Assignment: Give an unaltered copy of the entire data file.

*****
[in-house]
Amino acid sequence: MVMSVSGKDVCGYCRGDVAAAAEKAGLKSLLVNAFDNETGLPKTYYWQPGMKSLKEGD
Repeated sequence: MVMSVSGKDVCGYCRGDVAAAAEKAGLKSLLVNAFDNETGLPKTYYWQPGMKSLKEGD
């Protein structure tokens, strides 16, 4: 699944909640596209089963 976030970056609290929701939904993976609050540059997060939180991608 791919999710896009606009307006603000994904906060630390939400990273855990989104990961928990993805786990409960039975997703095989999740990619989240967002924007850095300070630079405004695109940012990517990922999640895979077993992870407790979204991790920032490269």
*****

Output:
[in-house]
Amino acid sequence: MVMSVSGKDVCGYCRGDVAAAAEKAGLKSLLVNAFDNETGLPKTYYWQPGMKSLKEGD
Repeated sequence: MVMSVSGKDVCGYCRGDVAAAAEKAGLKSLLVNAFDNETGLPKTYYWQPGMKSLKEGD
């Protein structure tokens, strides 16, 4: 699944909640596209089963 976030970056609290929701939904993976609050540059997060939180991608 791919999710896009606009307006603000994904906060630390939400990273855990989104990961928990993805786990409960039975997703095989999740990619989240967002924007850095300070630079405004695109940012990517990922999640895979077993992870407790979204991790920032490269």